WFLHDWestern Federal Lands Highway Division
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WFLHD designed the new horizontal alignment and vertical profile to maintain the historic curvilinear alignment, for aesthetic reasons, and to improve sight distance and drivability.
WFLHD designed those features to maintain community values, ensure visual integrity, and protect travelers and the environmentally sensitive alpine terrain.
USFS and WFLHD synthesized the findings of their collaboration into a comprehensive report that can serve as a guide for practitioners and planners.
To achieve the goals expressed in Roadside Revegetation, WFLHD Division Engineer Clara Conner says, "We need to have some proven tools to ensure that native plant species are used and established whenever possible as a result of highway and road improvements.
The Going-to-the-Sun Road project also was optimal for the case study because the rehabilitation involved and affected multiple stakeholders, including WFLHD, the NPS, consultants, park concessionaires, the local tourism industry, gateway communities, and the public.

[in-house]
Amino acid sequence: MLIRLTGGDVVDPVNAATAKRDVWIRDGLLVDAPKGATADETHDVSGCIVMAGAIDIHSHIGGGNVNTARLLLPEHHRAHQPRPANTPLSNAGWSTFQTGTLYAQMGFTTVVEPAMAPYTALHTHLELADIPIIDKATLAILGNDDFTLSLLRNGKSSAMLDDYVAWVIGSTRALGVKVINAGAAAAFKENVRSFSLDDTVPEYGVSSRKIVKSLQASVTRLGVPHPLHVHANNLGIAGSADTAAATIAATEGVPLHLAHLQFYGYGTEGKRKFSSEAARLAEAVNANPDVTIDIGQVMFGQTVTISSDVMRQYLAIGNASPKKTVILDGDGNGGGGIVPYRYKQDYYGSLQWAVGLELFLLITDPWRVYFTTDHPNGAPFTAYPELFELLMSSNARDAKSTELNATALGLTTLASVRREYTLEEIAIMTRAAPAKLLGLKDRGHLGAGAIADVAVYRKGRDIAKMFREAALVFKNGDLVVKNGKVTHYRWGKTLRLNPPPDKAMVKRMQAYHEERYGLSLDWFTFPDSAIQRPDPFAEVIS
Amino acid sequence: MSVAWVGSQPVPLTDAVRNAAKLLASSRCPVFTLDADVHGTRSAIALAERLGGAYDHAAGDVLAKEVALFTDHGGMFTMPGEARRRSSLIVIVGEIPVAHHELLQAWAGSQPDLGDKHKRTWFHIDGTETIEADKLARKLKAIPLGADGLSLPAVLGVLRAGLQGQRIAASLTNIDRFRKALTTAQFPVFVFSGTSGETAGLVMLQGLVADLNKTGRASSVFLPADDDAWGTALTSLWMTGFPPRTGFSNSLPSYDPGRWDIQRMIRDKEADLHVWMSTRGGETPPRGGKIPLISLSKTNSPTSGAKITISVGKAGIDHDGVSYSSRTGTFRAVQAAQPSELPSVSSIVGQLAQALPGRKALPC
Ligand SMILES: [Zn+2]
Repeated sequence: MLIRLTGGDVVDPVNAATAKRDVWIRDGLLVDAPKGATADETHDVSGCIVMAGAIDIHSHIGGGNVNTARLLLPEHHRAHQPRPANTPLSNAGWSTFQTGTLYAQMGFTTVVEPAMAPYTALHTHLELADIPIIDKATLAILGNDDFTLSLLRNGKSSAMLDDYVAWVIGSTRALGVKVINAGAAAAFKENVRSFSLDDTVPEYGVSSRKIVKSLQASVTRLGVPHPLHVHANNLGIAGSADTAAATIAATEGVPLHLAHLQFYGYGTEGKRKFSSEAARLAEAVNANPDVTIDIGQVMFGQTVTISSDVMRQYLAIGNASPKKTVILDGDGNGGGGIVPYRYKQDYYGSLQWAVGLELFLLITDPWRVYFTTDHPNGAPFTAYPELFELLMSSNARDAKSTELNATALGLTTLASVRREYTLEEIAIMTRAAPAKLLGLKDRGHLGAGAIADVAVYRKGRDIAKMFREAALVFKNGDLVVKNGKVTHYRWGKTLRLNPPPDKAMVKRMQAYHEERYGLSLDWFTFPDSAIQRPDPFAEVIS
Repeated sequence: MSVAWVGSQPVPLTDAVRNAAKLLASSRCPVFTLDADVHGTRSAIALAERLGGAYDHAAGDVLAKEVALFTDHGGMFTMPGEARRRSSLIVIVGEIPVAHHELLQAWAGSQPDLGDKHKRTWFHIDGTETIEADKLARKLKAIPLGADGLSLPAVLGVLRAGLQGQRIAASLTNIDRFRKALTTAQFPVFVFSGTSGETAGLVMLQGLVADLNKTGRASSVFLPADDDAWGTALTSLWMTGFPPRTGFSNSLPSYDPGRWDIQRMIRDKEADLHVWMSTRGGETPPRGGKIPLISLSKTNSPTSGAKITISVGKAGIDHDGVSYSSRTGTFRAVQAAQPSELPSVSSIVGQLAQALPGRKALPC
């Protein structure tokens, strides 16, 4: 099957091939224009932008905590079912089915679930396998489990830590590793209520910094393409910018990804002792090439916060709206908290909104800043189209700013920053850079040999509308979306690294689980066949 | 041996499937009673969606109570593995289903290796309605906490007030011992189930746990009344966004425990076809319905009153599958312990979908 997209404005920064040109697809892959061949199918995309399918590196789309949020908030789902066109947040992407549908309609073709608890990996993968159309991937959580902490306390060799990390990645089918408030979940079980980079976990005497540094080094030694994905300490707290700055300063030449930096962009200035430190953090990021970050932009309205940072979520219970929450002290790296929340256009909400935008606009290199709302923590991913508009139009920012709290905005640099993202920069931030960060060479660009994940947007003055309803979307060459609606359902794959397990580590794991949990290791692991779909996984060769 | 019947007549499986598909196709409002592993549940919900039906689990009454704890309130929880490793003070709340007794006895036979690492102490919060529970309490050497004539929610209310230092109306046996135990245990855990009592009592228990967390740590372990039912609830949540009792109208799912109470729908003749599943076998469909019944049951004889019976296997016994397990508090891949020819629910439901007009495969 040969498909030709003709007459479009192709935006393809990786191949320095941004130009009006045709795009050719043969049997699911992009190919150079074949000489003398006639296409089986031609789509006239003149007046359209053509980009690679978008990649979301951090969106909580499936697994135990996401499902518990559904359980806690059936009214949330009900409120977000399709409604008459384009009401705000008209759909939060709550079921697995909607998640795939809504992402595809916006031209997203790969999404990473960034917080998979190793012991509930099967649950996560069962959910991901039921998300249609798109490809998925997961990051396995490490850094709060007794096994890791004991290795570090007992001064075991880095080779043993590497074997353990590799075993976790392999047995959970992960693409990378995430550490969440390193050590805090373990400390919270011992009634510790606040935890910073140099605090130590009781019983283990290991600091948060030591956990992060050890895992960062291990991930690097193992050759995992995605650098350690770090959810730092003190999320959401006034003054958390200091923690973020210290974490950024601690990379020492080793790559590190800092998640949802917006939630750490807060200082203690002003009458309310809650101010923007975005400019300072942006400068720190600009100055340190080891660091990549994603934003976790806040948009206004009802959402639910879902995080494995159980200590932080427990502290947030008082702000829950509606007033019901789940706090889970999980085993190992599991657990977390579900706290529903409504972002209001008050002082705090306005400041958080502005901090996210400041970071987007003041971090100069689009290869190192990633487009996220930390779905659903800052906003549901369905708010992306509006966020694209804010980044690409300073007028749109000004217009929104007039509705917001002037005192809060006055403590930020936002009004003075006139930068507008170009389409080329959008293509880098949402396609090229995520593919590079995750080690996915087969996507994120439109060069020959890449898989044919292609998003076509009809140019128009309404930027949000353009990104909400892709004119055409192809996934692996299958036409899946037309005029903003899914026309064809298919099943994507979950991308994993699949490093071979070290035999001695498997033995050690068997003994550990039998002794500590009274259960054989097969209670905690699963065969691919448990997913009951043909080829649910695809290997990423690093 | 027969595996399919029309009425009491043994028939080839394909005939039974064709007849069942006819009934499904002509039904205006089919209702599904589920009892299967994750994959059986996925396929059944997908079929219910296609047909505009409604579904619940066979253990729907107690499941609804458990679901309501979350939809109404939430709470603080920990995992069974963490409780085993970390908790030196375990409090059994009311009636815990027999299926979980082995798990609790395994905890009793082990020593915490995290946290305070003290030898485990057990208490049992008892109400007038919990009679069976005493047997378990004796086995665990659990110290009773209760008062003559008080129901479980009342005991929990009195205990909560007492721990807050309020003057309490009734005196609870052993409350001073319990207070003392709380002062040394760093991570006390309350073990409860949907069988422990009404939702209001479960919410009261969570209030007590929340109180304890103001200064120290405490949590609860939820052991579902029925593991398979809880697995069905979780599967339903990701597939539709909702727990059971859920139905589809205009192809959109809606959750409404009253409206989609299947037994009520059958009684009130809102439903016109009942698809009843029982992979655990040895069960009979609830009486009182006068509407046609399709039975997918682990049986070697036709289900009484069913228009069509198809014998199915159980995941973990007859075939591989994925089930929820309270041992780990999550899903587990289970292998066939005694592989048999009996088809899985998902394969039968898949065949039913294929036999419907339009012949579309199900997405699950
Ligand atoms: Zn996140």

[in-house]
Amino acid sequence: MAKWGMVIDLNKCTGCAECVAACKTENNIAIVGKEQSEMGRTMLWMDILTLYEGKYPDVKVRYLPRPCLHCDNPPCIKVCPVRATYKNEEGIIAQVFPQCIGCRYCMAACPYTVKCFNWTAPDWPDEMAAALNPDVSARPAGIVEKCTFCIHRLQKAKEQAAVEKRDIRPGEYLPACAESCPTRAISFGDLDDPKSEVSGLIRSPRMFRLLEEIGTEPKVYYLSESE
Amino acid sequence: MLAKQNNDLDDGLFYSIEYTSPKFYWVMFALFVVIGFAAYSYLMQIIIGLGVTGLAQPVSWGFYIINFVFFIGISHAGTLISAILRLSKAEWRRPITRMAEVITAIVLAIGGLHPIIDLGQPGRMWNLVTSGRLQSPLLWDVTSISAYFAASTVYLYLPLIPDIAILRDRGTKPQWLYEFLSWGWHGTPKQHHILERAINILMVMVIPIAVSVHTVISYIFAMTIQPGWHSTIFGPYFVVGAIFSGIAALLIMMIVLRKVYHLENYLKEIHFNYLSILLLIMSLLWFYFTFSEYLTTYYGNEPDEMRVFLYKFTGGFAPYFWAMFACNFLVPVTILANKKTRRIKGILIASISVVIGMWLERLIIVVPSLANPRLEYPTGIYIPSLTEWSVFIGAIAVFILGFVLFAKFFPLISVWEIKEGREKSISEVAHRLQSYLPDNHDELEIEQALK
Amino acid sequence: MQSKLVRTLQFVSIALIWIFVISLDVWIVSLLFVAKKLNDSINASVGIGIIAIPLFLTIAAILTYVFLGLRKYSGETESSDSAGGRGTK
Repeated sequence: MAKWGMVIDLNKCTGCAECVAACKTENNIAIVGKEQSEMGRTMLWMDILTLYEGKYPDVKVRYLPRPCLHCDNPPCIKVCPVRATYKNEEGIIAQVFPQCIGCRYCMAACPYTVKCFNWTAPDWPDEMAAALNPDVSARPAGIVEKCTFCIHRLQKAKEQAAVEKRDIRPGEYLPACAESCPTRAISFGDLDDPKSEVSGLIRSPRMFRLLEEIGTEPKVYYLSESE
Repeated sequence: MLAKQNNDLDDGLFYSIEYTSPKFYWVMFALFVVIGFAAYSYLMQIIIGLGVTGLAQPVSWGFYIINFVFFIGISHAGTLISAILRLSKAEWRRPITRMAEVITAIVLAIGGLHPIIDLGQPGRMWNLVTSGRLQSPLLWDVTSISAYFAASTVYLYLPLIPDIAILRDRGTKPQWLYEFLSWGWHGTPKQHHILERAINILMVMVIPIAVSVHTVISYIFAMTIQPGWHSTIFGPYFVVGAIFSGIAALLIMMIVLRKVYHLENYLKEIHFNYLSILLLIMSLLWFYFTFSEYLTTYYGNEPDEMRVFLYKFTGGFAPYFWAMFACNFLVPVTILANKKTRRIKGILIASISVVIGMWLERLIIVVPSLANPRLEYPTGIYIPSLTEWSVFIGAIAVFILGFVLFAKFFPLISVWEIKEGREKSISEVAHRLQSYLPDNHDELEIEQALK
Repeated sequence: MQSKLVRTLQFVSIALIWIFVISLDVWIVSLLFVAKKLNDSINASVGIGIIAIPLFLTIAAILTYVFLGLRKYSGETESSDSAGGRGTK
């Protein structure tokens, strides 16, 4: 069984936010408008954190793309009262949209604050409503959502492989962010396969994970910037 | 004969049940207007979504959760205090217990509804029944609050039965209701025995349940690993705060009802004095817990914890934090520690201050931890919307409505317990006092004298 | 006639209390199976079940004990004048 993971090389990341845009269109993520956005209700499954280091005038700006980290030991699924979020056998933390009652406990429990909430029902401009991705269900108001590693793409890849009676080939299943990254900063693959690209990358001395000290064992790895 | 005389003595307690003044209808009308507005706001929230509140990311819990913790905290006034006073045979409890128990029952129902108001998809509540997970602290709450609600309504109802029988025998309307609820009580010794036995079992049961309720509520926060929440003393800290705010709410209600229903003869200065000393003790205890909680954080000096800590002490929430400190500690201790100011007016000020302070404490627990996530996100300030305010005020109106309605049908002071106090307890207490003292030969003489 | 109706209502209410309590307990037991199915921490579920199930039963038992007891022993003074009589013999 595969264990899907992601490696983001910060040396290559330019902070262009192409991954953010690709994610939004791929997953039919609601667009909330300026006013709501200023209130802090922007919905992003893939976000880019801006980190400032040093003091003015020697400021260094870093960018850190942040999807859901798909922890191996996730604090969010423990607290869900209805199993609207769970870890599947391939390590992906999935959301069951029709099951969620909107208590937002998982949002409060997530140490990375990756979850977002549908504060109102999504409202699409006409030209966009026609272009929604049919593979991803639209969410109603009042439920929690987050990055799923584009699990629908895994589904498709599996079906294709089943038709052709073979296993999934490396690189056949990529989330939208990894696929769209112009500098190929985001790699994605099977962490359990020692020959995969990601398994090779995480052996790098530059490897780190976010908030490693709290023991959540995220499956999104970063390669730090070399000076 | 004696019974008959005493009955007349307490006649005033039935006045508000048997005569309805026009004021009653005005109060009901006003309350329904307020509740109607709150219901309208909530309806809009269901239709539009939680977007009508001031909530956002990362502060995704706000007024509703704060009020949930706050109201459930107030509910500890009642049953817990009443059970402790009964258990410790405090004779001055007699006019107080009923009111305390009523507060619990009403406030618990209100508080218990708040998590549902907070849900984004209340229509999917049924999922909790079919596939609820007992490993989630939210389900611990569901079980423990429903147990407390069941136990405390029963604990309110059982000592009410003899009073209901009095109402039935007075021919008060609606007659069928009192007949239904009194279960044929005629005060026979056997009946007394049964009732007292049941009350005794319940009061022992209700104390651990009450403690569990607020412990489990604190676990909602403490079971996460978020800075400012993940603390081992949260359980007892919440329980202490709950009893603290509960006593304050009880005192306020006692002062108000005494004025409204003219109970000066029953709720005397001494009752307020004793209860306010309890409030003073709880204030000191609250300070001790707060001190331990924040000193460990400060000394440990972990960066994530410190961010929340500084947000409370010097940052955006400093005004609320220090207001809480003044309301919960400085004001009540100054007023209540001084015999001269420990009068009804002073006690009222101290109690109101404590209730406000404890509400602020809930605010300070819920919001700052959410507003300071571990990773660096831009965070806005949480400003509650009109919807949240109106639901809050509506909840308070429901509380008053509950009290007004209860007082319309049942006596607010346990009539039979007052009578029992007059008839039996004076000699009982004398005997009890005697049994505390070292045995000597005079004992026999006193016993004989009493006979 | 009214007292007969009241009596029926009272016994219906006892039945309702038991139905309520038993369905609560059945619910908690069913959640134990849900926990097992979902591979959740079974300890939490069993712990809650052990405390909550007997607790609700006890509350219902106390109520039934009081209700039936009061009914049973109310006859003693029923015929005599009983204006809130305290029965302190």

The case studies also were presented to the WFLHD design staff responsible for the rehabilitation work, with the goal of using some of the tools for further design studies.
The final phases were assessed under an environmental impact statement (EIS) and two records of decision (RODs), one by the NPS and the other by WFLHD.
I compare the Sun Road rehab to the restoration of the Statue of Liberty in the mid-1980s," says Ron Carmichael, former WFLHD division engineer who worked on the project during most of its early planning until retiring in September 2005.
The move by WFLHD, in partnership with the Oregon Parks and Recreation Department, the Oregon Watershed Enhancement Board, the National Park Service, and the private Trust for Public Lands, was widely cheered around the state.
The WFLHD contribution preserved the wetlands and a 50-foot (15-meter) upland buffer zone.
For more than 50 years, WFLHD has been assisting federal land management agencies with road and bridge design, environmental studies, and transportation planning, and WFLHD has been working with states and counties to develop transportation networks that are safe, sensitive to the environment, and aesthetically pleasing.
The team set out to develop a system that would increase the efficiency of borehole logging, eliminate soil and rock classification errors, and provide a method for rapid data transport from the field to the WFLHD office.